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    Preguntas Frecuentes de Machu Picchu

    Hoy en día, hay tanta información en Internet sobre tours a Machu Picchu que es muy fácil confundirse. Esperamos  que este artículo de respuestas definitivas y aclare algunas dudas con respecto a “la ciudad perdida de los Incas” en Perú. 

    1. ¿Es necesario contratar una agencia de viajes para ir a Machu Picchu (MaPi)?
      No, no es necesario. Puedes ir sin agencia, por tu cuenta, pero las ventajas de ir con una agencia de viajes es que arreglan todo el traslado al mismo precio o a veces más barato de lo que puedes encontrar que en la calle,  esto debido a que las agencias reciben ciertos descuentos.

      Machu Picchu

      Si vas solo tendrías que comprar cada cosa en un lugar diferente,  varias oficinas y páginas web en todas partes de la ciudad. Los trenes, buses, boletos de entrada, guías y hoteles necesitan una reserva anticipada, y todo esto resulta ser un proceso que consume mucho tiempo. También, hay trámites burocráticos y problemas de comunicación que terminan siendo una pesadilla para los  turistas. Para evitar todo este  inconveniente y experiencias que puedan arruinar tus  vacaciones, es recomendable que se tomar los servicios de una agencia de viajes en Cusco. Y lo mejor es que tendrá a su disposición a un equipo de personas con muchos años de experiencia, las cuales podrán absolver cualquier duda que tengas sobre todo su viaje.

      Además, las agencias tienen algunos descuentos con algunas, en los trenes y hoteles, debido a la gran cantidad de pasajeros que manejan. Por eso, si hicieras todo sin agencia, posiblemente sería más caro.

    2. (más…)

    En torno a 400 metros más abajo del parque arqueológico de Machu Picchu, la ciudad de Aguas Calientes es el inevitable punto de parada para todos los visitantes. Los que toman  la excursión de un día a Machu Picchu no podrán pasar  mucho tiempo allí, pero cualquiera que se quede durante la noche para evitar las multitudes en Machu Picchu antes de la salida del sol a la mañana siguiente, y / o escalar el Huayna Picchu  tendrá  algo de tiempo libre en la ciudad (recientemente rebautizada como Machu Picchu pueblo, sólo para confundir a todo el mundo).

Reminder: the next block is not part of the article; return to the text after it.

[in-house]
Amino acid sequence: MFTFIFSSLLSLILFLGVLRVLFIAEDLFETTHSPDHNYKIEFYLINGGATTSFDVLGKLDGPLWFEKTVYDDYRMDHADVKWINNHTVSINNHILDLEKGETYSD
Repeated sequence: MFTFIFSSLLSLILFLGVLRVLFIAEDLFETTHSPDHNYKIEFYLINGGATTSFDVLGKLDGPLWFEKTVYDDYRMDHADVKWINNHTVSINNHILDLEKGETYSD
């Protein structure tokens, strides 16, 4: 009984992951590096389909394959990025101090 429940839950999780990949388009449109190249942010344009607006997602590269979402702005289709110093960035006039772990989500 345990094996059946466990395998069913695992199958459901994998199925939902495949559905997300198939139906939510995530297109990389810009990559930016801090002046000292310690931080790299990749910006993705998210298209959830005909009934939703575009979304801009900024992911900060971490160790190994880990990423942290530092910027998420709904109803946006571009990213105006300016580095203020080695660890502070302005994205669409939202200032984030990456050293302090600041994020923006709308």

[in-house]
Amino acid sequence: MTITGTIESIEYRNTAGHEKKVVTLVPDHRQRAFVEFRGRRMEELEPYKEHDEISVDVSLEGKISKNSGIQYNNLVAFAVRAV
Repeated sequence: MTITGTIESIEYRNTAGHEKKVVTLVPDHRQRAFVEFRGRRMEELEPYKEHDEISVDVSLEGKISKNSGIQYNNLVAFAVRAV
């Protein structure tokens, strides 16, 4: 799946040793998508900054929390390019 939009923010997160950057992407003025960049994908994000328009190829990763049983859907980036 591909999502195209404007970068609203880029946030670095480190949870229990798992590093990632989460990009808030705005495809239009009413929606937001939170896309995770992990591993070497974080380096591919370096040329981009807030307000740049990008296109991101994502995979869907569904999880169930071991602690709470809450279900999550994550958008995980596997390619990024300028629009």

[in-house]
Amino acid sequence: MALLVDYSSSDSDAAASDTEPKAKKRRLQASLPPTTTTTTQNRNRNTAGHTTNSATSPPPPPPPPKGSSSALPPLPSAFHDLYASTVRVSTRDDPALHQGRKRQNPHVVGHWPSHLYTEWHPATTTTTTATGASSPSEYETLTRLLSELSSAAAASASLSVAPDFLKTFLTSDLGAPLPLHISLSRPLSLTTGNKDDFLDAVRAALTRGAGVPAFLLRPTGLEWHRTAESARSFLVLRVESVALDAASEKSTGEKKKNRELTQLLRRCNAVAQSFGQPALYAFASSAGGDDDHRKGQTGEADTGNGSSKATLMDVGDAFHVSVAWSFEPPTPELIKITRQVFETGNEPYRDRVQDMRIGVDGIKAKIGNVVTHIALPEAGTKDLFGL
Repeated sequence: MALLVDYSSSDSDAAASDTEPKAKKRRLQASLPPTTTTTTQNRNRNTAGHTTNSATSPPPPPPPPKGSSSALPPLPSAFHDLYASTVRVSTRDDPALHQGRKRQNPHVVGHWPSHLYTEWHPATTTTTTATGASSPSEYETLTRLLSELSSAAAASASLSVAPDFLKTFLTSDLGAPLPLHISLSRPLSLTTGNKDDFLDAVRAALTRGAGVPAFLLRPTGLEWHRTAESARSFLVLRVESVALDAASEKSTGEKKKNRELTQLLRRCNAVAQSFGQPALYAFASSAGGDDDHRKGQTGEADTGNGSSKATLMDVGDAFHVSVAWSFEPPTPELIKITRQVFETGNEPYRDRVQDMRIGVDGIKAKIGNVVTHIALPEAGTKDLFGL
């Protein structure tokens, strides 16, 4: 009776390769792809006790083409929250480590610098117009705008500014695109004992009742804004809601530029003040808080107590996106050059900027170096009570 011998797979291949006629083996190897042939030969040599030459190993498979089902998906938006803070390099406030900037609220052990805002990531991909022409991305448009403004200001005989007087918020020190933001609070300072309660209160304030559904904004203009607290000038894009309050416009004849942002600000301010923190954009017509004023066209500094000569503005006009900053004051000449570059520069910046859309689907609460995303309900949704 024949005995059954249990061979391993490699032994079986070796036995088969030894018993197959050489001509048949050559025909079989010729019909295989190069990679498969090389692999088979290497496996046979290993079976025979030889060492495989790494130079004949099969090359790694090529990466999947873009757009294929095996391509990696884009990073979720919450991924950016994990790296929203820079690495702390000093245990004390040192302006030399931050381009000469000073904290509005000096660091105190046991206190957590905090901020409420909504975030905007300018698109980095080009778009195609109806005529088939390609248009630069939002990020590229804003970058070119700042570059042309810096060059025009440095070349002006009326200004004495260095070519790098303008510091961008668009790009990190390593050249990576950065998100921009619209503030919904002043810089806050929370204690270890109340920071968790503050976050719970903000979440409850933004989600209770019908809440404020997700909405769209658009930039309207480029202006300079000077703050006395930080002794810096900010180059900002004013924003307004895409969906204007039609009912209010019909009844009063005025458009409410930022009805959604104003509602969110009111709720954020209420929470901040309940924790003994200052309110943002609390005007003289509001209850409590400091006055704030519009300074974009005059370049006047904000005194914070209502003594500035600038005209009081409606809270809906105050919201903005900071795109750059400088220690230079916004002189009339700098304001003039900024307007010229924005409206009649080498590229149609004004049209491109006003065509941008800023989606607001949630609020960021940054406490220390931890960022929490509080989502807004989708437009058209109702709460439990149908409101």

No vamos a tratar de andar con rodeos, Aguas Calientes es una trampa para turistas. En la  mayoría de  guías turísticas que hablan del lugar  se dice que es una ciudad irrefutablemente basada en el hecho de que muchos  turistas ricos pasan por allí.

    Por la noche, los bares pasan partidos de fútbol europeo o americano y afuera  hay una explosión musical a todo volumen. Los jaladores o ‘tiburones’ están a las afueras de los restaurantes prácticamente rogando a los turistas entrar a sus locales, en el mercado los precios suelen ser más caros que los de Cusco y sin duda el Valle Sagrado. A pesar de todo lo anterior, creemos que hay algo en Aguas Calientes que todas las guías turísticas han olvidado mencionar.

    Entonces, ¿Qué puedes hacer mientras estas a la espera del tren de la noche a Cusco, o en tu  tiempo libre alrededor de Aguas Calientes?, Aquí  te damos algunos consejos para sacar el máximo provecho de tu tiempo aquí:

    Aguas Calientes
    (más…)

    Trenes! Trenes! ¡Trenes a Machu Picchu!

    Si no eres de los que se entusiasman con recorrer el  Camino Inca a Machu Picchu durante varios días y menos de los que disfrutan de tomar  largos viajes en mini-buses con bebés que lloran, productos locales, y un pequeño tren, entonces es mejor tomar el tren directo a Aguas Calientes desde Cusco. Desafortunadamente, este proceso se ha hecho demasiado complicado y bastante caro, debido a que es la ruta principal para ver Machu Picchu, la joya del Imperio Inca Peruano y el sitio turístico más importante del país.

    Con el fin de descifrar todo lo que rodea a estos trenes directos, he aquí una guía para ayudarte  a tomar una decisión acertada  acerca de tu excursión a Machu Picchu:

    1. Estaciones de Ferrocarril